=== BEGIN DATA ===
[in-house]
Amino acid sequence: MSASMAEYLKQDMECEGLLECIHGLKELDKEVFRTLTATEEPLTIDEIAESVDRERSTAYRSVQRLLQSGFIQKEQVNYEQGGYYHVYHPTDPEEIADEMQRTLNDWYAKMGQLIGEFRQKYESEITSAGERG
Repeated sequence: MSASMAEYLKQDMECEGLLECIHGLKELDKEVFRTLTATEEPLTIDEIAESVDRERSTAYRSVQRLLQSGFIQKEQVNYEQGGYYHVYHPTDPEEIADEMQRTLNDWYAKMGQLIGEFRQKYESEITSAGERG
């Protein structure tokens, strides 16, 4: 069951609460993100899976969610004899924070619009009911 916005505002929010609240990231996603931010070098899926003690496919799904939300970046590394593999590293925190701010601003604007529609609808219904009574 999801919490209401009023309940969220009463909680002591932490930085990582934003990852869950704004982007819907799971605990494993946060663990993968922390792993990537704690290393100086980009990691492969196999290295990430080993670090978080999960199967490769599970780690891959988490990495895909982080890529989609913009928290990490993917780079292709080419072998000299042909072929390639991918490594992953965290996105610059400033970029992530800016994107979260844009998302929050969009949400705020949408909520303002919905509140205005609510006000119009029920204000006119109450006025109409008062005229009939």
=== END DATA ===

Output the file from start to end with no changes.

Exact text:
[in-house]
Amino acid sequence: MSASMAEYLKQDMECEGLLECIHGLKELDKEVFRTLTATEEPLTIDEIAESVDRERSTAYRSVQRLLQSGFIQKEQVNYEQGGYYHVYHPTDPEEIADEMQRTLNDWYAKMGQLIGEFRQKYESEITSAGERG
Repeated sequence: MSASMAEYLKQDMECEGLLECIHGLKELDKEVFRTLTATEEPLTIDEIAESVDRERSTAYRSVQRLLQSGFIQKEQVNYEQGGYYHVYHPTDPEEIADEMQRTLNDWYAKMGQLIGEFRQKYESEITSAGERG
């Protein structure tokens, strides 16, 4: 069951609460993100899976969610004899924070619009009911 916005505002929010609240990231996603931010070098899926003690496919799904939300970046590394593999590293925190701010601003604007529609609808219904009574 999801919490209401009023309940969220009463909680002591932490930085990582934003990852869950704004982007819907799971605990494993946060663990993968922390792993990537704690290393100086980009990691492969196999290295990430080993670090978080999960199967490769599970780690891959988490990495895909982080890529989609913009928290990490993917780079292709080419072998000299042909072929390639991918490594992953965290996105610059400033970029992530800016994107979260844009998302929050969009949400705020949408909520303002919905509140205005609510006000119009029920204000006119109450006025109409008062005229009939």